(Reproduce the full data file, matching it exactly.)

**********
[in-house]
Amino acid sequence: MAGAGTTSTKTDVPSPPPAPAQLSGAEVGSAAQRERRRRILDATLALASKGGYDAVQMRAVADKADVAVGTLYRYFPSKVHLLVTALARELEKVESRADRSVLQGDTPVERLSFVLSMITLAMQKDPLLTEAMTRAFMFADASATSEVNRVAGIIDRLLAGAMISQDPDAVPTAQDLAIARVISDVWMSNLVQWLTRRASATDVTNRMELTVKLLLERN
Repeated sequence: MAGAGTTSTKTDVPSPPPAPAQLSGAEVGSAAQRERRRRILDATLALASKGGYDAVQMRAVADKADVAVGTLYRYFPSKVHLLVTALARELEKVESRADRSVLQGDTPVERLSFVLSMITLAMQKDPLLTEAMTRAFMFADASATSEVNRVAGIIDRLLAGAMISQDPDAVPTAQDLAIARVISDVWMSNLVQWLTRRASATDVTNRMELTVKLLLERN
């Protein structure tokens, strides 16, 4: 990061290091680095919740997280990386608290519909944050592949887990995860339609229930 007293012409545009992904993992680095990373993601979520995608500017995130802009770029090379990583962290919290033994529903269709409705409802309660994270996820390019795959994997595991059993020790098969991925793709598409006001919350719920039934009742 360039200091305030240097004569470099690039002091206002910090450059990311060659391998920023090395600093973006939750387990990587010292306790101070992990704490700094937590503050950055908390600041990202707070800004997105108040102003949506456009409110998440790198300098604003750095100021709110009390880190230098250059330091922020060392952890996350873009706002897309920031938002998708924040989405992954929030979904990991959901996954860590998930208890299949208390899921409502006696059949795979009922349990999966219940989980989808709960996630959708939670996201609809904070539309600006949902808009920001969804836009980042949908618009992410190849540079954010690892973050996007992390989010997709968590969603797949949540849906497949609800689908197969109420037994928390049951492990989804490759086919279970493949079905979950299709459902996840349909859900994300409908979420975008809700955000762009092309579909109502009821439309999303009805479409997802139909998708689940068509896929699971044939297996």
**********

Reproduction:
[in-house]
Amino acid sequence: MAGAGTTSTKTDVPSPPPAPAQLSGAEVGSAAQRERRRRILDATLALASKGGYDAVQMRAVADKADVAVGTLYRYFPSKVHLLVTALARELEKVESRADRSVLQGDTPVERLSFVLSMITLAMQKDPLLTEAMTRAFMFADASATSEVNRVAGIIDRLLAGAMISQDPDAVPTAQDLAIARVISDVWMSNLVQWLTRRASATDVTNRMELTVKLLLERN
Repeated sequence: MAGAGTTSTKTDVPSPPPAPAQLSGAEVGSAAQRERRRRILDATLALASKGGYDAVQMRAVADKADVAVGTLYRYFPSKVHLLVTALARELEKVESRADRSVLQGDTPVERLSFVLSMITLAMQKDPLLTEAMTRAFMFADASATSEVNRVAGIIDRLLAGAMISQDPDAVPTAQDLAIARVISDVWMSNLVQWLTRRASATDVTNRMELTVKLLLERN
């Protein structure tokens, strides 16, 4: 990061290091680095919740997280990386608290519909944050592949887990995860339609229930 007293012409545009992904993992680095990373993601979520995608500017995130802009770029090379990583962290919290033994529903269709409705409802309660994270996820390019795959994997595991059993020790098969991925793709598409006001919350719920039934009742 360039200091305030240097004569470099690039002091206002910090450059990311060659391998920023090395600093973006939750387990990587010292306790101070992990704490700094937590503050950055908390600041990202707070800004997105108040102003949506456009409110998440790198300098604003750095100021709110009390880190230098250059330091922020060392952890996350873009706002897309920031938002998708924040989405992954929030979904990991959901996954860590998930208890299949208390899921409502006696059949795979009922349990999966219940989980989808709960996630959708939670996201609809904070539309600006949902808009920001969804836009980042949908618009992410190849540079954010690892973050996007992390989010997709968590969603797949949540849906497949609800689908197969109420037994928390049951492990989804490759086919279970493949079905979950299709459902996840349909859900994300409908979420975008809700955000762009092309579909109502009821439309999303009805479409997802139909998708689940068509896929699971044939297996």